Rich fruitcake

Rich fruitcake

  • 1
  • 2
  • 3
  • 4
  • 5
(4 ratings)

Prep: 50 mins Cook: 2 hrs, 30 mins plus overnight soaking


Serves 50 - 80

This fruitcake slices into 50-80 small pieces if you use it for a wedding or christening. It's delicious eaten straight away, or poked with a few holes and fed with brandy

Nutrition and extra info

  • Freezable

Nutrition: per serving (80)

  • kcal180
  • fat5g
  • saturates3g
  • carbs29g
  • sugars22g
  • fibre1g
  • protein2g
  • salt0.1g


  • 150ml brandy



    Brandy is a distilled spirit made from virtually any fermented fruit or starchy vegetable.…

  • 680g sultanas
  • 680g currants
  • 450g raisins
  • 170g glacé cherries, halved
  • 170g candied peel
  • 560g plain flour
  • ½ tsp cinnamon



    A fragrant spice which comes from the inner bark of a tropical tree. When dried, it curls into…

  • ½ tsp nutmeg



    One of the most useful of spices for both sweet and savoury

  • ½ tbsp cocoa powder
  • 450g butter, softened at room temperature



    Butter is a dairy product made from separating whole milk or cream into fat and…

  • ½ orange, zested



    One of the best-known citrus fruits, oranges aren't necessarily orange - some varieties are…

  • ½ lemon, zested



    Oval in shape with a pronouced bulge on one end, lemons are one of the most versatile…

  • 450g golden caster sugar
  • ½ tbsp black treacle
  • 8 large eggs


  1. The night before, pour 75ml of the brandy over the fruit, cover and leave to sit, letting the fruit soak up the alcohol.

  2. Heat oven to 160C/140C fan/gas 3. Line a deep, 25cm square cake tin with a double layer of baking parchment, then wrap a double layer of newspaper around the outside, so that it comes about 2.5cm above the sides of the tin, and secure with string.

  3. Sift the flour, spices, cocoa powder and ½ tsp salt together. Mix a third of this mixture into the soaked fruit. Cream the butter, zests and sugar until light and fluffy, stir in the treacle, then beat in the eggs one at a time. Fold in half the remaining flour mixture. Once mixed, fold in the fruit mixture followed by the remaining flour mixture.

  4. Spoon into the prepared tin, smoothing the top with a palette knife. Bake in the centre of the oven for 2 hrs 30 mins, checking the cake with 15 mins to go. When a skewer inserted into the centre comes out clean, it’s ready.

  5. Leave to cool in the tin for 30 mins then turn out onto a wire rack to cool completely. To store, peel off the baking parchment, poke holes into the cake and feed with the remaining brandy. Wrap well in cling film. Will keep for three months.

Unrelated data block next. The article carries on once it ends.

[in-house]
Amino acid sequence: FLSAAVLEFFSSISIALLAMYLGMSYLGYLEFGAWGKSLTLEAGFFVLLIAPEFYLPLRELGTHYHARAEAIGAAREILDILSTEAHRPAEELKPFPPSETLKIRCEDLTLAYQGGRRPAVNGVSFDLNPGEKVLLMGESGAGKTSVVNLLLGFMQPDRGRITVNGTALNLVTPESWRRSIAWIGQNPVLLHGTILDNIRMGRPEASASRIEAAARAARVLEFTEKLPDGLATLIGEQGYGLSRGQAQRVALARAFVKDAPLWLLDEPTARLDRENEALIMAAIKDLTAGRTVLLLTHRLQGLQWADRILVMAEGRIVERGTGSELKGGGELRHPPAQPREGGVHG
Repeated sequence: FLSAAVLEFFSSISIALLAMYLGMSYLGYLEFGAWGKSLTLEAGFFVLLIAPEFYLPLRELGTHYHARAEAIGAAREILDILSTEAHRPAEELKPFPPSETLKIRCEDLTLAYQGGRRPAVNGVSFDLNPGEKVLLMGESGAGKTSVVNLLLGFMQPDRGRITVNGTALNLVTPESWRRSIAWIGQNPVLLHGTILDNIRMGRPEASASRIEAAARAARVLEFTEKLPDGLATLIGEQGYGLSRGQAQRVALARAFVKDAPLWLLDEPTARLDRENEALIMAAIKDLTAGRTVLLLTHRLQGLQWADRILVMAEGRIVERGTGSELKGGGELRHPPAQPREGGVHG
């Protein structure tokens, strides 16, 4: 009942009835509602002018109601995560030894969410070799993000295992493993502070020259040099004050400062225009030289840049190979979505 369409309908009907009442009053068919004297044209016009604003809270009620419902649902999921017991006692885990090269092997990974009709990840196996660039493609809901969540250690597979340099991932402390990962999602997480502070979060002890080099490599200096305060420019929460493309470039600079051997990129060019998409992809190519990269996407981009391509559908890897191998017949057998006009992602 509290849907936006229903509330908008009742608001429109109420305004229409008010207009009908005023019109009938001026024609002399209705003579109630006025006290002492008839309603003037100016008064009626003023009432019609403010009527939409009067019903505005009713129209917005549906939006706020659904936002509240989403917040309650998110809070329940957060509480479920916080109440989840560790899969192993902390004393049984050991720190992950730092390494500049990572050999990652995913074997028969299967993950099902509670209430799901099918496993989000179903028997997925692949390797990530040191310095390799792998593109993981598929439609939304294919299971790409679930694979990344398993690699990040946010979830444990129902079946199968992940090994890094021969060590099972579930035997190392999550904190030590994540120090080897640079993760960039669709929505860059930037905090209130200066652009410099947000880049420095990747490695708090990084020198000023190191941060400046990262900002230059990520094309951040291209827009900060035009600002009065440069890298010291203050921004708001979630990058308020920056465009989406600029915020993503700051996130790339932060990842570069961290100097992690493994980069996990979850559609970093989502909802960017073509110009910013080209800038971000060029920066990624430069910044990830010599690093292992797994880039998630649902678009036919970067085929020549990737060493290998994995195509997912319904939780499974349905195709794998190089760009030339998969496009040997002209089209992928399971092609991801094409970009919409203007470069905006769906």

You may also like

Comments, questions and tips

Sign in or create your My Good Food account to join the discussion.'s picture
25th Feb, 2020
The cooking time was a lot longer than the recipe suggests, its a big cake so depends on your ovens efficiency, clearly mine not very good as was another 45 minutes. When I make again will use whole 500g bag of castor sugar, increase the cinnemon and nutmeg to full teaspoon as I would like slightly sweeter and the measures of nutmeg and cinnamon get lost in such a big mix, but thats my personal taste
Martin Taylor's picture
Martin Taylor
1st Aug, 2020
Why is the parchment higher than the baking tin? And what is the newspaper for?
Debra Wood's picture
Debra Wood
29th Sep, 2019
I’ve been keeping my fruit cake in the fridge whilst we’ve had such warm/humid weather, was I doing the wrong thing by doing this?. Should I have just had them at room temperature in an air tight container? And will it mean the cake would not have matured properly?. Any help is much appreciated.
goodfoodteam's picture
3rd Oct, 2019
Thanks for your question. There's no need to store the cake in the fridge. Simply wrap well in cling film and place in a tin, then store in a cool, dry place - a cupboard is ideal. It won't have harmed your cake to have it in the fridge.
21st Nov, 2018
Can I change the square tin for a 26cm round tin ?
goodfoodteam's picture
22nd Nov, 2018
Thanks for your question. This will be closer to a 28cm round tin. You can find a cake tin conversion chart here: Hope that helps.
Be the first to suggest a tip for this recipe...Got your own twist on this recipe? Or do you have suggestions for possible swaps and additions? We’d love to hear your ideas.
Want to receive regular food and recipe web notifications from us?